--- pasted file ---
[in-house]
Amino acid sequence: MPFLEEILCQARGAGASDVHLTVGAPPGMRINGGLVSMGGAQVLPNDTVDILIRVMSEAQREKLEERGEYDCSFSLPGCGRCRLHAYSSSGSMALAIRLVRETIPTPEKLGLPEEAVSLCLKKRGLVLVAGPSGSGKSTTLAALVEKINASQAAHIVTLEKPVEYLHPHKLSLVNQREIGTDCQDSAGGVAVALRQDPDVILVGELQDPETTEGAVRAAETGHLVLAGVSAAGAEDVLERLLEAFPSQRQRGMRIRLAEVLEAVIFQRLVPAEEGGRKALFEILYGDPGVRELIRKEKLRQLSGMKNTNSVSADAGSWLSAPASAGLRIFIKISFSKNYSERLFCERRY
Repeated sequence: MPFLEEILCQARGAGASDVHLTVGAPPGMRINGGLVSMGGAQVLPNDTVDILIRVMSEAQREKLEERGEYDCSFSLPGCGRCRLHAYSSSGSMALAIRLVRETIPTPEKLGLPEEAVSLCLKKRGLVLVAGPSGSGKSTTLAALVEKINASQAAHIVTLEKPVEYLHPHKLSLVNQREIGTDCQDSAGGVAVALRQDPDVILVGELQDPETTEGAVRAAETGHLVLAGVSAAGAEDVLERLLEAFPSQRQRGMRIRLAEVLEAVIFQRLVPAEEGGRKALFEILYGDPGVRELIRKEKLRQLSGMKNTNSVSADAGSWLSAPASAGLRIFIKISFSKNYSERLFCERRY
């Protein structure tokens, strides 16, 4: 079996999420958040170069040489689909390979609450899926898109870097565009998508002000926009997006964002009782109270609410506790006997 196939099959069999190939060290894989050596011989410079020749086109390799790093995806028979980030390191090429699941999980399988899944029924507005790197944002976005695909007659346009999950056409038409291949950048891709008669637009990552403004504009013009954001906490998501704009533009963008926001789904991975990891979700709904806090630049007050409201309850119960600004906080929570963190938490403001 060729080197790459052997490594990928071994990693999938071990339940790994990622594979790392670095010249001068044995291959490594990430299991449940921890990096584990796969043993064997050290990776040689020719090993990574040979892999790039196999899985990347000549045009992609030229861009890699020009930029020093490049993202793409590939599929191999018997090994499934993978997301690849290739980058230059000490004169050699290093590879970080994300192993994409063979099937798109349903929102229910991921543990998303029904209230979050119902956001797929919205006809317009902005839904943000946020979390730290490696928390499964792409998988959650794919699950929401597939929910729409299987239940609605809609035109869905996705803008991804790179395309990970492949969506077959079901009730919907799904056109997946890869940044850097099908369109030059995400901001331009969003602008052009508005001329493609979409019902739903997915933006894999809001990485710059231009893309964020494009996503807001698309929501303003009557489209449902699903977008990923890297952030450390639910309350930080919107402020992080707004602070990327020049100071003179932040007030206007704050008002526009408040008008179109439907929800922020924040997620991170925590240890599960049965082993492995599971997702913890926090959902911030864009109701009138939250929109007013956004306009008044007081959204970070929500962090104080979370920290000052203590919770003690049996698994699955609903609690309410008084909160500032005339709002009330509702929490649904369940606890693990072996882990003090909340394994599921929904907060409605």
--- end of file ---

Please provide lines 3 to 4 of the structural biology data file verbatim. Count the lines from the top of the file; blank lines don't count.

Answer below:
Repeated sequence: MPFLEEILCQARGAGASDVHLTVGAPPGMRINGGLVSMGGAQVLPNDTVDILIRVMSEAQREKLEERGEYDCSFSLPGCGRCRLHAYSSSGSMALAIRLVRETIPTPEKLGLPEEAVSLCLKKRGLVLVAGPSGSGKSTTLAALVEKINASQAAHIVTLEKPVEYLHPHKLSLVNQREIGTDCQDSAGGVAVALRQDPDVILVGELQDPETTEGAVRAAETGHLVLAGVSAAGAEDVLERLLEAFPSQRQRGMRIRLAEVLEAVIFQRLVPAEEGGRKALFEILYGDPGVRELIRKEKLRQLSGMKNTNSVSADAGSWLSAPASAGLRIFIKISFSKNYSERLFCERRY
């Protein structure tokens, strides 16, 4: 079996999420958040170069040489689909390979609450899926898109870097565009998508002000926009997006964002009782109270609410506790006997 196939099959069999190939060290894989050596011989410079020749086109390799790093995806028979980030390191090429699941999980399988899944029924507005790197944002976005695909007659346009999950056409038409291949950048891709008669637009990552403004504009013009954001906490998501704009533009963008926001789904991975990891979700709904806090630049007050409201309850119960600004906080929570963190938490403001 060729080197790459052997490594990928071994990693999938071990339940790994990622594979790392670095010249001068044995291959490594990430299991449940921890990096584990796969043993064997050290990776040689020719090993990574040979892999790039196999899985990347000549045009992609030229861009890699020009930029020093490049993202793409590939599929191999018997090994499934993978997301690849290739980058230059000490004169050699290093590879970080994300192993994409063979099937798109349903929102229910991921543990998303029904209230979050119902956001797929919205006809317009902005839904943000946020979390730290490696928390499964792409998988959650794919699950929401597939929910729409299987239940609605809609035109869905996705803008991804790179395309990970492949969506077959079901009730919907799904056109997946890869940044850097099908369109030059995400901001331009969003602008052009508005001329493609979409019902739903997915933006894999809001990485710059231009893309964020494009996503807001698309929501303003009557489209449902699903977008990923890297952030450390639910309350930080919107402020992080707004602070990327020049100071003179932040007030206007704050008002526009408040008008179109439907929800922020924040997620991170925590240890599960049965082993492995599971997702913890926090959902911030864009109701009138939250929109007013956004306009008044007081959204970070929500962090104080979370920290000052203590919770003690049996698994699955609903609690309410008084909160500032005339709002009330509702929490649904369940606890693990072996882990003090909340394994599921929904907060409605």